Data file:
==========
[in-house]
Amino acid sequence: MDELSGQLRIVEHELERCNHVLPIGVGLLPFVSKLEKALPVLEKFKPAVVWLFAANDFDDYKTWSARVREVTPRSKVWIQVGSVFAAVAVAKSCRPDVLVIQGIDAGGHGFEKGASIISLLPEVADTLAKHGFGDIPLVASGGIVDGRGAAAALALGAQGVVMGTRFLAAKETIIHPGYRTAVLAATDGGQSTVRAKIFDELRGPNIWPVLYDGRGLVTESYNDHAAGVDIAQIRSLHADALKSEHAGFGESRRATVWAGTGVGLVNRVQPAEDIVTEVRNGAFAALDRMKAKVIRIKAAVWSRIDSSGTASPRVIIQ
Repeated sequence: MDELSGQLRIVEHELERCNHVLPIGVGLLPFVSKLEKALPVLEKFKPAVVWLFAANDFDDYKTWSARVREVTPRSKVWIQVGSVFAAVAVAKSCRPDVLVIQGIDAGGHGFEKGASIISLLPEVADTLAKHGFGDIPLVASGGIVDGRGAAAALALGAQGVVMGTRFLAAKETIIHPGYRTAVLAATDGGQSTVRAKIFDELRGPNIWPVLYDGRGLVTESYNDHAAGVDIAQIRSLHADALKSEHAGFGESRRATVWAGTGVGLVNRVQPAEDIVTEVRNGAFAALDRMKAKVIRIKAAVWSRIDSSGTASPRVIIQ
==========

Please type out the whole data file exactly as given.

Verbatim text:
[in-house]
Amino acid sequence: MDELSGQLRIVEHELERCNHVLPIGVGLLPFVSKLEKALPVLEKFKPAVVWLFAANDFDDYKTWSARVREVTPRSKVWIQVGSVFAAVAVAKSCRPDVLVIQGIDAGGHGFEKGASIISLLPEVADTLAKHGFGDIPLVASGGIVDGRGAAAALALGAQGVVMGTRFLAAKETIIHPGYRTAVLAATDGGQSTVRAKIFDELRGPNIWPVLYDGRGLVTESYNDHAAGVDIAQIRSLHADALKSEHAGFGESRRATVWAGTGVGLVNRVQPAEDIVTEVRNGAFAALDRMKAKVIRIKAAVWSRIDSSGTASPRVIIQ
Repeated sequence: MDELSGQLRIVEHELERCNHVLPIGVGLLPFVSKLEKALPVLEKFKPAVVWLFAANDFDDYKTWSARVREVTPRSKVWIQVGSVFAAVAVAKSCRPDVLVIQGIDAGGHGFEKGASIISLLPEVADTLAKHGFGDIPLVASGGIVDGRGAAAALALGAQGVVMGTRFLAAKETIIHPGYRTAVLAATDGGQSTVRAKIFDELRGPNIWPVLYDGRGLVTESYNDHAAGVDIAQIRSLHADALKSEHAGFGESRRATVWAGTGVGLVNRVQPAEDIVTEVRNGAFAALDRMKAKVIRIKAAVWSRIDSSGTASPRVIIQ